If you are considering leaving your business, here are suggested steps to follow before shutting it down.
1. Decide to close a business
Sole proprietors can decide by themselves that they should close up shop. Whereas if your business is a partnership, limited liability company (LLC), or a corporation you and your co-owners must make the decision to dissolve the entity according to the guidelines established in your articles of organization. Remember to document the final decision with a written agreement.
2. Get expert advice
Closing a business is a delicate multi-step process. It is highly recommended that you enlist professional help. Expert advice may come from lawyers, accountants, business brokers, auctioneers, tax experts, bankers, and the IRS.
3. File dissolution documents
If you fail to legally dissolve your LLC or corporation you will continue to be liable for taxes and filings. If your business is operating as a general partnership or sole proprietorship you may not be required to formally dissolve your business, but it is still a good idea to notify the government and creditors of the change. If you are unsure if you should file dissolution papers, consult a small business attorney.
4. Cancel registrations, permits, licenses, and business names
To protect your finances and reputation, ensure that you cancel all licenses and permits that you will no longer need. If you have registered under an assumed, or trade name, other than your own name then you can cancel that business name registration with your local government.
5. Comply with employment and labor laws
Ensure that final paychecks are paid to employees by their last day of work, or soon after, according to your state laws. Your state may also require you to pay employees for their unused leave. The Worker Adjustment and Retraining Notification Act (WARN) protects workers, their families, and communities by requiring employers with 100 or more employees to provide at least 60 calendar days advance written notice of the closing. Depending on location, small businesses may need to comply with worker protection rules as well. Many states have enacted legislation similar to WARN requiring businesses with less than 100 employees to comply.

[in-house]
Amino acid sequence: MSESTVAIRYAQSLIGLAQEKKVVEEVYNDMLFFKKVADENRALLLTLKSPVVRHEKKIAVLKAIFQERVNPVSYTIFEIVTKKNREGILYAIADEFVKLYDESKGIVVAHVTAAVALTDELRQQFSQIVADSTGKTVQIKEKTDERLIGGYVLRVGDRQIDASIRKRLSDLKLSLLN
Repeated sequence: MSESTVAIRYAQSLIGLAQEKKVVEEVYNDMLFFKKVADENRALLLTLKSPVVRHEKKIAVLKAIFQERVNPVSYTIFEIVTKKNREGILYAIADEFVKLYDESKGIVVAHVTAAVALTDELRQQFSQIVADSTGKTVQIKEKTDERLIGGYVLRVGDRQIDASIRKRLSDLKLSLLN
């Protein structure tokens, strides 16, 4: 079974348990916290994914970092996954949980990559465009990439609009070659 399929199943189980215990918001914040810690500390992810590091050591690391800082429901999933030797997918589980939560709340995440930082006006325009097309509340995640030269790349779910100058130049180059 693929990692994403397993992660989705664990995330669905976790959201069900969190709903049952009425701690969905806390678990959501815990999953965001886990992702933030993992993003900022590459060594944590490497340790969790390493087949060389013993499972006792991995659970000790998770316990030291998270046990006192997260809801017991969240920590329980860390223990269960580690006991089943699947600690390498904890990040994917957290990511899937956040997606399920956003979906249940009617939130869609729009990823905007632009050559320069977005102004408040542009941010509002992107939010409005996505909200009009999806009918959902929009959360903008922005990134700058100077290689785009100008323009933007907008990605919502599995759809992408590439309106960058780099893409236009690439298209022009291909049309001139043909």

6. Resolve financial obligations
When you file income tax returns for the year in which your business closes, check the box that indicates the document is a final return. Many state revenue agencies require additional filings for sales tax.
If you have employees, you must obligate your payroll tax responsibilities or you will risk personal liability. Inform your federal and state tax agencies that your business is closing and that you will cease to file unemployment returns and an employer’s quarterly tax form.
Businesses should close their Employer Identification Number (EIN) account by contacting the IRS. The agency cannot cancel your account, but closing your EIN account notifies the IRS that you are not planning to use the number in the future. For more information, the IRS provides a checklist of typical tax actions to take when closing a business, depending on your type of business structure. of typical tax actions to take when closing a business, depending on your type of business structure.
Notify all lenders and creditors of your plans to dissolve the business and settle remaining debt. If you are unable to pay your debts, you may want to consider filing for bankruptcy. Contact the business associates to whom you owe payment, or who owe payment to you. It’s a good idea to discuss with your accountant, attorney, and insurers to ensure that you have everything accounted for.
Finally, don’t forget to close out your business bank account and cancel your business credit cards.
7. Maintain records
You may be legally required to maintain records, particularly tax and employment records, even after your business has closed. A prudent guideline for keeping records ranges anywhere from 3 to 7 years.